Three thousand five hundred million years ago
Cyanobacteria (formerlyknown as bleu-green algae; now known as Cyanoprokaryotes) already wereflourishing on Earth. It wasn't until two thousand million years laterthat green plants, Eucaryotes, made their appearance. The Dinosaurs arrived about one hundred ninety million years ago; and we've only been here for a handful of years by comparison.
Spirulina has been around for a very long time, just waiting to help us with our nutrition problems. We don't know if earlier man recognized the food value of Spirulina, but we do know that two groups of people in historical times discovered it; and profited from it. These are the Aztecs of Mexico and the Kanembous of Chad. It still flourishes in Mexico and the custom of collecting, sun-drying, and preparing it never completely died out in Mexico.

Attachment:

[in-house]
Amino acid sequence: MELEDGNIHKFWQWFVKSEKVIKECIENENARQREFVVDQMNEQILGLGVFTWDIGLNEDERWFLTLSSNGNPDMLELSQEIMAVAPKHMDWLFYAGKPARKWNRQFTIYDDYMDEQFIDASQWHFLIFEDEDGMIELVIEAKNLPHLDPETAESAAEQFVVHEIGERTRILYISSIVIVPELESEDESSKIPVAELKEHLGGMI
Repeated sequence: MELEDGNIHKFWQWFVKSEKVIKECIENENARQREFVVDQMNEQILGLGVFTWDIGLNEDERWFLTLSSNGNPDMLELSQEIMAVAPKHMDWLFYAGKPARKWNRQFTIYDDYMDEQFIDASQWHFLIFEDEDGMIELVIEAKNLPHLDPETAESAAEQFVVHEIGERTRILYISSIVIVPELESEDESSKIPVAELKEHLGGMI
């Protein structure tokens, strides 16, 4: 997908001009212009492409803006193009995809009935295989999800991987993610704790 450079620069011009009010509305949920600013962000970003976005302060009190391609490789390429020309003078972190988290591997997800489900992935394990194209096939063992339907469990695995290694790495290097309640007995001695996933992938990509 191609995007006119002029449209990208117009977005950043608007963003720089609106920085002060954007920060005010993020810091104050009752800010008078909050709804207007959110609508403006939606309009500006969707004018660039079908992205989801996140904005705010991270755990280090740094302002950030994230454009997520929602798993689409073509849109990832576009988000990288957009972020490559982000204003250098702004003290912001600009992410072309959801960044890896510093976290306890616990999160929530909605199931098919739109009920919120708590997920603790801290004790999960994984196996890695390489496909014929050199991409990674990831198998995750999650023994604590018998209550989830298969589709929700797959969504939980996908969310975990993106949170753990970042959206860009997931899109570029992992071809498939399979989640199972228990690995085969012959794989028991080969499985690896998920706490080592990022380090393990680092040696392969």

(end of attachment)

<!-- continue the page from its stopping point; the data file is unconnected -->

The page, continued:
In Chad, Spirulina still is a staple of the diet of the people living near the small lakes in the dunes that border Lake Chad. Curious, two tribes living an ocean apart discovering this unlikely looking food and hitting upon the same techniques for separating its microscopic filaments from the water, sun-drying it, and adding it to calorie-rich foods to give themselves a complete nutrition.
SOSA TEXCOCO S.A.
About 35 years ago
Hubert Durand Chastel and Maurice David of SOSA TEXCOCO, producer of carbonates from the waters of the Aztecs' Spirulina lakes in Mexico, along with Geneviève Clément of the French Petroleum Institute, discovered that the bothersome microalgae in Lake